Nigeria’s inflation rate rose 16.05% year on year for the month of July 2017. This compares to the 16.10% rise reported in June 2017. It also represents the 6th consecutive decline in the rate of headline year on year inflation since January 2017.
On a month on basis, the Headline index increased by 1.21% in July 2017, 0.37 percent points lower from the rate of 1.58% recorded in June.
Core inflation which excludes the prices of volatile food produce eased by 0.30 percent in July to 12.20% points from 12.50% recorded in June. Core inflation similar to overall/headline inflation has declined consecutively since January 2017.
On a month-on-month basis, the Core sub-index increased by 1.00 percent in July, 0.32 percent points lower from 1.32 percent recorded in June
What this means
Analysts had expected a faster decline in year on year inflation rate for July, believing that inflation rate could come under 16% for the first time since May 2015. However, at 16.05% it thus suggest the prices of goods and services is still high relative to last year’s base prices, signaling that Nigeria still has a long way to go, if we are to achieve price stability.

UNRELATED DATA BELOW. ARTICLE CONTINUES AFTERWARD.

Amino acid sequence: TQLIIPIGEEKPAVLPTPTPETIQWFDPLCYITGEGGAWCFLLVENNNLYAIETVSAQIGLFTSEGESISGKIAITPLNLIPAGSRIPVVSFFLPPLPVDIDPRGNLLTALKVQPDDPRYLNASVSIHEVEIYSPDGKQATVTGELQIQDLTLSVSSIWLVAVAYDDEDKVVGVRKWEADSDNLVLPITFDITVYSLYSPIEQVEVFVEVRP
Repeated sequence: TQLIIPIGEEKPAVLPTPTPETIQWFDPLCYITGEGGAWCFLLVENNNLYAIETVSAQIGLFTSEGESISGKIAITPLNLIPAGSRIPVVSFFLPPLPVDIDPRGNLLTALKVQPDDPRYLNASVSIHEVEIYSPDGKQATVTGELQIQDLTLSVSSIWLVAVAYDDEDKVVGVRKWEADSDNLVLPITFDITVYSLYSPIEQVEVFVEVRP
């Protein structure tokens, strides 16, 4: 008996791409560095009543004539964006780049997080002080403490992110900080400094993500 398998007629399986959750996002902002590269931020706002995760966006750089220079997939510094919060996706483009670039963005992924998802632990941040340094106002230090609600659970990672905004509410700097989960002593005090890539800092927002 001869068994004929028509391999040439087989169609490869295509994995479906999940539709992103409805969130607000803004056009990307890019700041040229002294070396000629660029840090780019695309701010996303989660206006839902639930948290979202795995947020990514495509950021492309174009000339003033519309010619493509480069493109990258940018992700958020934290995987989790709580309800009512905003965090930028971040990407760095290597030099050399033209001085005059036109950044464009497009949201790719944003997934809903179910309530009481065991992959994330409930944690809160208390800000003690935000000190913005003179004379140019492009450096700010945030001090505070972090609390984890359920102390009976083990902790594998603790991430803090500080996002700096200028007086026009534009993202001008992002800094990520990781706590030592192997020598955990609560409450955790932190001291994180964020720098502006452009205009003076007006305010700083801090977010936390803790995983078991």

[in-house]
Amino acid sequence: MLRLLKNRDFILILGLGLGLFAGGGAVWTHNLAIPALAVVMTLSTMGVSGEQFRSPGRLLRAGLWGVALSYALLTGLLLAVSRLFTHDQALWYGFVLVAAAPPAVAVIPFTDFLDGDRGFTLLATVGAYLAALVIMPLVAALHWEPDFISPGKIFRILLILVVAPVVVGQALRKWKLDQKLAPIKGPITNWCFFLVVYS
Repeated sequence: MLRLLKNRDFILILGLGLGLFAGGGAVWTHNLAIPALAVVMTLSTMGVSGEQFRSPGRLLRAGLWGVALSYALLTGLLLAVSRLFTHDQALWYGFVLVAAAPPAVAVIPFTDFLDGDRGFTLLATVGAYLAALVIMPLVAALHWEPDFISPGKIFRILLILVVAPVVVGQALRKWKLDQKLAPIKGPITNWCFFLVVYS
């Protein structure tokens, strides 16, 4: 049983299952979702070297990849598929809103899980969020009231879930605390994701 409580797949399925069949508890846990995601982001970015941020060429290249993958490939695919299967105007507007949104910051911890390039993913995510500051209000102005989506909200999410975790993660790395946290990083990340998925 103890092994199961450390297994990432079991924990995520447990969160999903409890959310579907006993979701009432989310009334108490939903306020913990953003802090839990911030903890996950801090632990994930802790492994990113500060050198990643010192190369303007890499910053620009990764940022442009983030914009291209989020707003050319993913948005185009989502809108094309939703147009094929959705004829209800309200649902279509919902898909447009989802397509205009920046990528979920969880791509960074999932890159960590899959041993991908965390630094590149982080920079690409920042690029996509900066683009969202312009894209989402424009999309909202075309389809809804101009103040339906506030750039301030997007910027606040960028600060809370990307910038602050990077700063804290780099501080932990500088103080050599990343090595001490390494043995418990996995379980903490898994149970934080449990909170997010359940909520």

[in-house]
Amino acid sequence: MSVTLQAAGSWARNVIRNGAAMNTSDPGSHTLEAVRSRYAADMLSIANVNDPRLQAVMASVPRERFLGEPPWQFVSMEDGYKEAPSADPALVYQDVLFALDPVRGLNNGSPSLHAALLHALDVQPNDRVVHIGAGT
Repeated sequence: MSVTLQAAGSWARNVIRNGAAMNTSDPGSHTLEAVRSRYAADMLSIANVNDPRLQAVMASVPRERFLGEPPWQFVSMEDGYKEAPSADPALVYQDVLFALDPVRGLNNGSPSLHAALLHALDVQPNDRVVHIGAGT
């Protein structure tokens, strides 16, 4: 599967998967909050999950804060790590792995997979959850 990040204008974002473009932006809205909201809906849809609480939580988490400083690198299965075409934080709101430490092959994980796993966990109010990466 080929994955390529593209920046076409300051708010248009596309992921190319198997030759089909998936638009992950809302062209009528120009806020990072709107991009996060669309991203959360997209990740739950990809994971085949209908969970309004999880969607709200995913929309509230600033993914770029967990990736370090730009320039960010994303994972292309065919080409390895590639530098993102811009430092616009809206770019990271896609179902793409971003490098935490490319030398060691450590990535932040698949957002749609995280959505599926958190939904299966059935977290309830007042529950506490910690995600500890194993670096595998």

The impact of a slow inflation rate also means, interest rates, which the government has been trying to bring down, will remain stubbornly high, especially for government securities such as treasury bills and bonds. Lending rates which has remained north of 20% will also remain at these levels except the CBN decides to withdraw some of its monetary policy tools that have been geared towards tightening money supply.
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This week is also the last week of treasury bills sales for the quarter (according to CBN’s treasury bills calendar) suggesting that rates could reduce a bit as investors scramble to purchase one of the most lucrative securities around. Also interesting to note that government failed to achieve full subscription on its bond offering last week suggesting that the market still expects interest rates to remain high.